Making homemade glazed doughnuts is easier than you think. Ready in about 2 hours, these taste like doughnuts from your favorite bakery, but they’re made in the comfort of your own home. For doughnut success, follow my step-by-step photos, helpful success tips, and foolproof recipe. Using this same doughnut dough, you can create other flavored frosted doughnuts too!
With that signature bakery taste and texture, doughnuts from a doughnut shop are incredibly delicious and indulgent. When you can’t pick up your favorite doughnuts, why not make them at home instead? Today we’re taking a deep dive into homemade doughnuts– fried, sugary, old-fashioned, and comforting. It’s so much fun to be able to make them from scratch without leaving the comforts of home.
There’s a lot to cover today, so let’s get started.
These Homemade Glazed Doughnuts Are:
- Soft and sweet
- Flavored with a little nutmeg
- Completely from-scratch
- Ready in about 2 hours (most of this is rise time!)
- A fun and delicious weekend project
- Perfect for sharing
Best Ingredients to Use for Homemade Doughnuts
We’re using a straightforward dough for today’s doughnuts. You only need a few ingredients to begin.
- Milk: Liquid activates the yeast. Whole milk is a must for the most tender dough– or you can try buttermilk. Lower fat or nondairy milks work in a pinch, but the doughnuts aren’t as flavorful or rich.
- Yeast: You can use active dry yeast or instant yeast. If using an instant yeast, your rise time will be a little shorter.
- Sugar: Sugar sweetens the doughnuts, but it also feeds the yeast, increases its activity, and tenderizes the dough.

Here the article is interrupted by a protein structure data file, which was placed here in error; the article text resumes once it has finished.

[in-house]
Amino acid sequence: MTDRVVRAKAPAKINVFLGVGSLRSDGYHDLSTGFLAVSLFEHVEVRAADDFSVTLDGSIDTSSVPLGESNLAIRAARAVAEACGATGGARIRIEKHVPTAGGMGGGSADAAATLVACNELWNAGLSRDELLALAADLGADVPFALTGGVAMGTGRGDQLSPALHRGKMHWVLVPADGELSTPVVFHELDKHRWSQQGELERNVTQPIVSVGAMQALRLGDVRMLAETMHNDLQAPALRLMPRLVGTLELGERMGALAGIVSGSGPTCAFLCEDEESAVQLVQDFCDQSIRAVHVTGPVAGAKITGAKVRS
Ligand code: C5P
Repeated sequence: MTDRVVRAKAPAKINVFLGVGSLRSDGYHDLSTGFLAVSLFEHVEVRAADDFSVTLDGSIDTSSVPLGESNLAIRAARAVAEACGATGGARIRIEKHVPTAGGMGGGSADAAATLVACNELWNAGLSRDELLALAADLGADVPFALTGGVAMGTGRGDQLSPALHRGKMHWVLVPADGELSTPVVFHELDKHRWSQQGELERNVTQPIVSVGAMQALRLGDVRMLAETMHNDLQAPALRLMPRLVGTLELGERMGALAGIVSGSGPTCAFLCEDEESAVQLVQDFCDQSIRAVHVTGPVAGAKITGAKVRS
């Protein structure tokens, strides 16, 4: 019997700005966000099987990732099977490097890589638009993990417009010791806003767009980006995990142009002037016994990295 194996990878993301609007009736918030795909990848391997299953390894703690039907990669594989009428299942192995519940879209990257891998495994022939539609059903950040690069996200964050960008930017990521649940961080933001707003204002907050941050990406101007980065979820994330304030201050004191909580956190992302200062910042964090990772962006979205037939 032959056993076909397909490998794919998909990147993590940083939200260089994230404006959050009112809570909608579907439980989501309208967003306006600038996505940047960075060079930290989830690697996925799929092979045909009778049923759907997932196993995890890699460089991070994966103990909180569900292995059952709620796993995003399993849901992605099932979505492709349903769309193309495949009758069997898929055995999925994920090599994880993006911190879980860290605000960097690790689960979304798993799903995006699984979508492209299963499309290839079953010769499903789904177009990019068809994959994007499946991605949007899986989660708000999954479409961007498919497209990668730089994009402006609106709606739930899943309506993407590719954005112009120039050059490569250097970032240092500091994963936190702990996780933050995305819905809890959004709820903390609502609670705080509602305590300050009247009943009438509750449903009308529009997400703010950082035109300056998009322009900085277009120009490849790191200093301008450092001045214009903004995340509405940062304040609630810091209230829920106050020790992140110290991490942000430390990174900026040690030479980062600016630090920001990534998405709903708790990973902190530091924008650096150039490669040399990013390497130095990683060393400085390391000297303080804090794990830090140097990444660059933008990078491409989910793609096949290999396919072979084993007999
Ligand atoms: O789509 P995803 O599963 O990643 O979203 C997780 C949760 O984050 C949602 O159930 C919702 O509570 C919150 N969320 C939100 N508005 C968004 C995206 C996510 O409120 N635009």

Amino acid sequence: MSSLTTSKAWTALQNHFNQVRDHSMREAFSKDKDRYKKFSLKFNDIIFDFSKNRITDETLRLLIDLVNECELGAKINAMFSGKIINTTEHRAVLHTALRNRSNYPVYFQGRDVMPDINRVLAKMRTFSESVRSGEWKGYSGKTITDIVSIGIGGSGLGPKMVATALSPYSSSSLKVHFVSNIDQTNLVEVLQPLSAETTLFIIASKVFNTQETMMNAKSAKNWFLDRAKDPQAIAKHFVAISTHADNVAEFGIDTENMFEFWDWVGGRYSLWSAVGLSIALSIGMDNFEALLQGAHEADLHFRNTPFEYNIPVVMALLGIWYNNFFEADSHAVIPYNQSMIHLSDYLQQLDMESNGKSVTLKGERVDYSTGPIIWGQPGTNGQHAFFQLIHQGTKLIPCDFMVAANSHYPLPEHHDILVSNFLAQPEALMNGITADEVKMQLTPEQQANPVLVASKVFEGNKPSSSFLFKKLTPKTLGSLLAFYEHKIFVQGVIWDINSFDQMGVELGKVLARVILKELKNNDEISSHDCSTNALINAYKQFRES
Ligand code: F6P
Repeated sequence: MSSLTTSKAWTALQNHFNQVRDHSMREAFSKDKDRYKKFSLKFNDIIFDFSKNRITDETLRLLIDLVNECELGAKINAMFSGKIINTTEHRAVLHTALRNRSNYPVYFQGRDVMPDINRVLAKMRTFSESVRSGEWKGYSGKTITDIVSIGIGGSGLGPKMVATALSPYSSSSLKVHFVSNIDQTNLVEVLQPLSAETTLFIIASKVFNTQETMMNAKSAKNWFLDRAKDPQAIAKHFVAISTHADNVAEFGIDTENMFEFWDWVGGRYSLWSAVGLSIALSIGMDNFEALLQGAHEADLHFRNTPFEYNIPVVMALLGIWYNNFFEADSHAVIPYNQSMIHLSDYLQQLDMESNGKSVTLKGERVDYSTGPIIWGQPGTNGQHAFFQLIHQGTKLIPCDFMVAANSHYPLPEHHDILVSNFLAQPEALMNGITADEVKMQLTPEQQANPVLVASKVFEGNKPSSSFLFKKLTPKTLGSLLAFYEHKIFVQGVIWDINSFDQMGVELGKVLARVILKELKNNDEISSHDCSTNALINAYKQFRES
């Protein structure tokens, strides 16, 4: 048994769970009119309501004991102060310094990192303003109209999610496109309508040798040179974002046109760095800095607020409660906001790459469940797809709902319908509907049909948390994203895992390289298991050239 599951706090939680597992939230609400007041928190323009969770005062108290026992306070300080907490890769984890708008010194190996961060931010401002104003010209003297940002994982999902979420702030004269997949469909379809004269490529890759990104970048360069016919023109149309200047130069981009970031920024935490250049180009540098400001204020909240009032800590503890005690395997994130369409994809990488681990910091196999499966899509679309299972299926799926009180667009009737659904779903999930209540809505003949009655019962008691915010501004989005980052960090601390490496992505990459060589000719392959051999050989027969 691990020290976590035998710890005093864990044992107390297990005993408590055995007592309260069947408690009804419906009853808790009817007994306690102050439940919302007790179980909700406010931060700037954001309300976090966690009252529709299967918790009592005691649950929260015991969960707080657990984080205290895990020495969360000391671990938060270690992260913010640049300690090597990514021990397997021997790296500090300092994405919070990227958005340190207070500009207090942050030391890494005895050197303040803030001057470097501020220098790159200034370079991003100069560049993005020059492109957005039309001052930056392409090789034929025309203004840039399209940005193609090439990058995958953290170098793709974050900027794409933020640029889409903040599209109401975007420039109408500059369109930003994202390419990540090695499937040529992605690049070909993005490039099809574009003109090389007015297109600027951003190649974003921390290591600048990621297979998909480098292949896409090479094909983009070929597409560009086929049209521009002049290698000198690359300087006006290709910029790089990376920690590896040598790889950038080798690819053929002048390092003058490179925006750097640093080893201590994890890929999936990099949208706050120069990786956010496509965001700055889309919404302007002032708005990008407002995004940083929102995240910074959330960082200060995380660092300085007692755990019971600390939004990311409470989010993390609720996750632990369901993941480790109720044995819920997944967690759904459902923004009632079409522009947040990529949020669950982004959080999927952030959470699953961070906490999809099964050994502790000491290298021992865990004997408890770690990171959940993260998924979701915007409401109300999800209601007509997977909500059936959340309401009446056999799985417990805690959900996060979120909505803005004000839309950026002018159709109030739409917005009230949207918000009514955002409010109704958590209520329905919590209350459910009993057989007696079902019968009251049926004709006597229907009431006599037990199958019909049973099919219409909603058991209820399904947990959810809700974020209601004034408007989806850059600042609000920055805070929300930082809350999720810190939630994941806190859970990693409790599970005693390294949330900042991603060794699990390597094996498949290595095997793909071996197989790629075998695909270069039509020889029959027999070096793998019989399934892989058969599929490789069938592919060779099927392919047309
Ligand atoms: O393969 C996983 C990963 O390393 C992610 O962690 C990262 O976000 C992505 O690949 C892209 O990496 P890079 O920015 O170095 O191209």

- Eggs: Eggs provide structure and flavor.
- Butter: Melted butter promises enhanced flavor.
- Salt & Vanilla Extract: Both add flavor. Try using homemade vanilla extract.
- Nutmeg: A little nutmeg is the secret ingredient to that cozy, comforting bakery taste. If you’ve ever made my chocolate chip muffins, you know it adds a delicious pop of flavor!
- Flour: All-purpose flour is the dough’s structure. You’ll be tempted to add more and more flour as you mix the dough, but don’t. You want a very soft, pillowy dough for soft, pillowy doughnuts. The dough can still be slightly sticky. When kneading, use extra flour on your hands and work surface.
Baking with Yeast Guide
Reference this Baking with Yeast Guide whenever you work with baker’s yeast. I include practical answers to all of your common yeast questions.
Overview: How to Make Glazed Doughnuts
Let me walk you through the process so you understand what you’re doing. Homemade doughnuts seem a little intimidating, but I assure you– they’re really not!
- Prepare the dough. The dough comes together with a mixer. You can also make the dough by hand, but it requires a bit of arm muscle. After the dough comes together in the mixing bowl, knead it for 2 minutes.
- Let the dough rise. In a relatively warm environment, the dough rises in about 90 minutes.
- Punch down the dough to release the air.
- Roll & cut into doughnuts. Roll the dough out to 1/2 inch thickness. Cut the doughnuts using a 3-3.5 inch doughnut cutter. Line 1-2 baking sheets with parchment paper or a silicone baking mat. Place doughnuts (and doughnut holes!) onto the lined baking sheet, then lightly cover and allow to rest as you prepare the oil.
- Prepare the oil. Using a heavy-duty pot and an oil thermometer, heat the oil to 375°F (191°C). Place a cooling rack over another baking sheet.